SIR THOMAS LAWRENCE, P.R.A. | PORTRAIT OF THOMAS LISTER, 1ST BARON RIBBLESDALE (1752–1826)

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SIR THOMAS LAWRENCE, P.R.A.
Bristol 1769 - 1830 London
PORTRAIT OF THOMAS LISTER, 1ST BARON RIBBLESDALE (1752–1826)
oil on canvas
240 by 149.2 cm.; 94½ by 58¾ in.
£210,000

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PROVENANCE
By descent from the sitter to his great-grandson, Thomas Lister, 4th Baron Ribblesdale (1854–1925);
By inheritance to his second wife, Ava Lowle Willing, Lady Ribblesdale (1868–1958);
By whom sold ('The Property of the Rt. Hon. The Lady Ribblesdale'), London, Christie's, 10 July 1953, lot 9, to Agnew for £420;
With Thomas Agnew & Sons, London;
Peter Wilson (d. 1984), London;
Private collection, England.

LITERATURE
Rev H. L. Lyster Denny, Memorials of an Ancient House, 1913, p. 148, reproduced;
Sir W. Armstrong, Lawrence, London 1913, p. 160;
K. Garlick, Lawrence, London 1954, p. 55, Appendix II, 125, IV, 173;
K. Garlick, 'A Catalogue of the paintings, drawings and pastels of Sir Thomas Lawrence', in The Walpole Society, vol. XXXIX, 1964, p. 167;
K. Garlick, Sir Thomas Lawrence. A complete catalogue of the paintings, Oxford 1989, p. 257, no. 674, reproduced.

EXHIBITED
London, Royal Academy, Old Masters, Winter 1904, no. 92.

CATALOGUE NOTE
The sitter was the son of Thomas Lister, of Gisburne Park, Yorkshire, and his wife Beatrix, daughter of Jessop Hulton of Hulton Park, Lancashire. Educated at Westminster and Brasenose College Oxford, he served as Member of Parliament for Clitheroe from 1773 to 1790. In 1775, at the outbreak of the American War of Independence he fitted out a frigate at his own expense which he placed at the disposal of the Government, and in 1779 fitted out a regiment of light horse called Lister’s Light Dragoons and was gazetted a Major in the army. In 1789 he married Rebecca, daughter and co-heir of Joseph Fielding, and in 1797 was created 1st Baron Ribblesdale of Gisburne.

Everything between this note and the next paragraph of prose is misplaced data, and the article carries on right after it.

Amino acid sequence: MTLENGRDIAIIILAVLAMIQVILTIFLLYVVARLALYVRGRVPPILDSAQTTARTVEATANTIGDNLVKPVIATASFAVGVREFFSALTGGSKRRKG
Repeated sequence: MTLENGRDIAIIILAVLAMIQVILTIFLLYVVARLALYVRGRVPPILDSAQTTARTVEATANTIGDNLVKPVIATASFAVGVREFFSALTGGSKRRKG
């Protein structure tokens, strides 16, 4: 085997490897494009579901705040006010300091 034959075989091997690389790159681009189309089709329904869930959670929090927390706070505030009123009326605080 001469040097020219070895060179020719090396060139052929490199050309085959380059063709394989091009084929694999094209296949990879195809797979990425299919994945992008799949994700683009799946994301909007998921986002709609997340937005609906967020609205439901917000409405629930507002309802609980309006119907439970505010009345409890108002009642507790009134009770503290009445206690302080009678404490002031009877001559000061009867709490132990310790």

The family seat, Gisburne Park, situated in the Ribble Valley six miles north-east of Clitheroe, was built between 1727 and 1736, the manor having been first acquired by the Lister family in 1614. The house and estate passed from father to son until the death of Thomas Lister, 4th Baron Ribblesdale in 1925. A liberal politician, and a government whip in the House of Lords under Gladstone from 1880 to 1885, and Master of the Buckhounds under both Gladstone and Rosebery, the 4th Baron was a Trustee of the National Gallery from 1909 to 1925 and is remembered today from his famous portrait by John Singer Sargent (National Gallery, London).1 His two sons having both been killed in action, the eldest in Somaliland and the younger at Gallipoli in the First World War, he was survived by two sisters and his second wife, Ava Lowle Willing, the American socialite and former wife of John Jacob Astor IV. In 1944 the remaining estate was sold, and in 1985 the house was converted into a private hospital and rehabilitation centre.

Painted circa 1805, a price of £126 is recorded in the Coutts list for this portrait. Lawrence’s executor refers in his list to ‘Ports of late Ld. & Ldy Ribblesdale abt 30 yrs since 300 Gs each2 and it seems that the painting was originally intended to be one of a pair, together with a portrait of the sitter’s wife. No full-length finished portrait of Rebecca, Lady Ribblesdale is known, however, and the pendant this picture is probably the unfinished head of Lady Ribblesdale, which has been cut down from a larger canvas, in the Ackland Art Museum, at the University of North Carolina.

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1. https://www.nationalgallery.org.uk/paintings/john-singer-sargent-lord-ribblesdale
2. K. Garlick, 1989, p. 257

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